Archive for October, 2013

Brad Wilson review…October 8, 2013…

BRAD WILSON

HANDS ON THE WHEEL

BLUES BOULEVARD RECORDS  250353

HANDS ON THE WHEEL–ROCKET–NOBODY BUT YOU–ALL KINDS OF A FOOL–THE ROAD BACK TO YOU–CRUISIN THE COAST–THE BALLAD OF JOHN LEE–BLUES MAGIC–LAST CALL–SLIDE ON OVER–HOT STUFF–I’M STILL BREATHING–MY ONE DESIRE–ROLL WITH ME

Hailing from California, Brad Wilson plays an incendiary brand of blues-rock that is perfect for your  next road trip, either with the top down, or, if you are so inclined, astride your Harley.  On his latest set for Blues Boulevard Records, “Hands On The Wheel,” Brad covers a lot of ground over the course of these fourteen originals, and holds absolutely nothin’ back as far as the guitar goes.  Along with his blistering guitar attack, he’s got one of those gritty, rough-hewn vocal deliveries that just begs for bluesy material such as this.

This set leads off with the title cut, a stone cold ode to the open road, where “I feel free.”  “Rocket” is another hot rocker that pays tribute to those machines of “American steel” and “Detroit wheels.”  Brad breaks off a cool slide solo at the bridge on this one.  He finds himself asking for another chance with a lover, as he realizes he’d be “All Kinds Of A Fool for losing you,” while Francesca Capasso adds duet vocals and promises to help see him thru the night after “blues and Last Call.”   “Cruisin The Coast” is a breezy, dueling-guitars, Southern-rock-influenced instrumental, while the set closes with Brad’s request to another lover to “Roll With Me” thru life’s long journey.

We had two favorites, too.  Brad’s lookin’ for a shot of “Hot Stuff on a restless night” to cure his ills, set over a very danceable groove with scratchin’ guitar fills.  And, Brad plays the “end;ess boogie” for all it’s worth in the roadhouse-rockin’, freight-train-a-comin’  “Ballad Of John Lee.”   He unleashes wave after wave of scalding-hot staccato notes as he describes “Boogie Chillen” and “a man and the blues.”

Brad Wilson has crafted a red-hot set of blues-rock that plays well alongside his recent works featured in two John Carpenter films, “Vampire” and “Ghosts Of Mars.”  With “Hands On The Wheel,” he casts his lot as one of the baddest and boldest players in contemporary blues!  Until next time…Sheryl and Don Crow.

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Chris James and Patrick Rynn review…October 6, 2013…

CHRIS JAMES AND PATRICK RYNN

BARRELHOUSE STOMP

EARWIG RECORDS  4968

GOODBYE LATER FOR YOU–JUST ANOTHER KICK IN THE TEETH–I FEEL SO GOOD–MESSIN WITH WHITE LIGHTNIN–BEFORE IT’S TOO LATE–A FACT IS A FACT–IT ALWAYS CAN BE WORSE–I’M GONNA STOP FOOLING MYSELF–VICKSBURG BLUES–BOBBY’S ROCK–TAKE IT EASY (A TRIBUTE TO PINETOP PERKINS)–LAST CALL WOOGIE

 

The first time we met Chris James and Patrick Rynn was in the summer of 1994, backing the ole Shuffle Master himself, Sam Lay, at the now-defunct (and sorely missed) south Nashville venue, The Boardwalk Cafe.   (The CD “Feelin’ Good” documented this performance, and, yes, we were in the audience.)   They have come a long way since those days, having two previous albums for the Earwig lable, with 2008’s “Stop And Think About It” nominated for a Blues Award for Best New Artist Debut.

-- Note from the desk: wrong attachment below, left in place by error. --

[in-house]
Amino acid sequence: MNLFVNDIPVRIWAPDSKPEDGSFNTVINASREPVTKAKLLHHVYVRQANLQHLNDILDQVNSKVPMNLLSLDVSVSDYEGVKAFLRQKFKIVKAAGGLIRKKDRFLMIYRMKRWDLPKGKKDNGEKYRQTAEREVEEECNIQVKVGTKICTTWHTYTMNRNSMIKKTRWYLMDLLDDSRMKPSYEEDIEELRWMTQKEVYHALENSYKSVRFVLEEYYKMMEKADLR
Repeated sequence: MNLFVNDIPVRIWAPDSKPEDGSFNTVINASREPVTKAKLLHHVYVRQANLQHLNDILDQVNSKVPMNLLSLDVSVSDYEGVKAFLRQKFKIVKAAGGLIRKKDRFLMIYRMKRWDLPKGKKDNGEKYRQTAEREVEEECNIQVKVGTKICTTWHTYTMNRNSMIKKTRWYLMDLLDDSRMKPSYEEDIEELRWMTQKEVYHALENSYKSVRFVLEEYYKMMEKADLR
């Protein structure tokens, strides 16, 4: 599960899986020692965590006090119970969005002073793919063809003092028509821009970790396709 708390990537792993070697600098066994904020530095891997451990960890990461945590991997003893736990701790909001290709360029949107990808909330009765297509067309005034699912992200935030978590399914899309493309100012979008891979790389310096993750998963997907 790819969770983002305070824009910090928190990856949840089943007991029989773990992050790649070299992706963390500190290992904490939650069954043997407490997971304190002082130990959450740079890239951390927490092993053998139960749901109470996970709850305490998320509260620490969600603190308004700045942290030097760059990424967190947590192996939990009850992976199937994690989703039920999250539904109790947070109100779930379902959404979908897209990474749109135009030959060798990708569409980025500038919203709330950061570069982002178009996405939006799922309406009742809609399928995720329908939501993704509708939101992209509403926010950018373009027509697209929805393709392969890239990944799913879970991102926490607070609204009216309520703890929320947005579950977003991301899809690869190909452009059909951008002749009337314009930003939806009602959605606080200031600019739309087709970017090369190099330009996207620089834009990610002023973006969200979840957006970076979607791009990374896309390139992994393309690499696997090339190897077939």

Their third album for Earwig is entitled “Barrelhouse Stomp,” and it continues their deep affinity for genuine Chicago-styled combo blues.  This set, however, is sho’ nuff a great big blues party with a slew of special guests that all perfectly complement Chris’ colorful singing and playing, and Patrick’s stone-cold backbeat.

The set starts with a swingin’ original tune that finds Chris throwin’ in the towel on a soured affair and bidding her “Goodbye Later For You.”  Rob Stone guests on harp, and David Maxwell rocks the 88’s.  Legendary sax man Eddie Shaw joins Howlin’ Wolf’s guitarist, Jody Williams, on another original cut that deals with disappointments in everyday life, “Just Another Kick In The Teeth.”  Patrick is also called upon here for a rare, but exquisitely cool, bass solo.  And, Chris breaks out his harp on the brooding story of no matter how hard times might seem, “It Always Could Be Worse.”  Jody again adds guitar on the Diddley-esque instrumental, “Messin’ With White Lightnin,” and Henry Gray is the piano man in another slide-infused instrumental reminiscent of the fellows’ days with Sam Lay, “Bobby’s Rock.”  The set closes with the rhumba-fied rock of closing time, “Last Call Woogie.”

We had three favorites, too.  “Vicksburg Blues” follows a more traditional, Delta-inspired rhythm pattern, but the guests on it are amazing.  Rob Stone is on harp, Eddie is on sax, Max is on piano, and Jody re-creates his riff from the Wolf’s “Forty-Four” to round this one out.  David and Chris rock the joint on the rapid-fire assault of “Take It Easy (A Tribute To Pinetop Perkins),” and Chris reminds us all how short life is, urging us to “live right now, Before It’s Too Late.”   This one has two notable features–an extended solo from pianist Aaron Moore, and, since the cut was recorded in August of 2009,  some of tha last works of Willie “Big Eyes” Smith on drums.

Chris James and Patrick Rynn try to write original songs based on their own personal experiences and from things they see in today’s society.  With over twenty years in the business, they are experts in conveying their thoughts in a blues format that listeners can readily  relate to.  And, they never forget the masters from whom they learned, which is what makes “Barrelhouse Stomp” such a fine listen!  Until next time…Sheryl and Don Crow.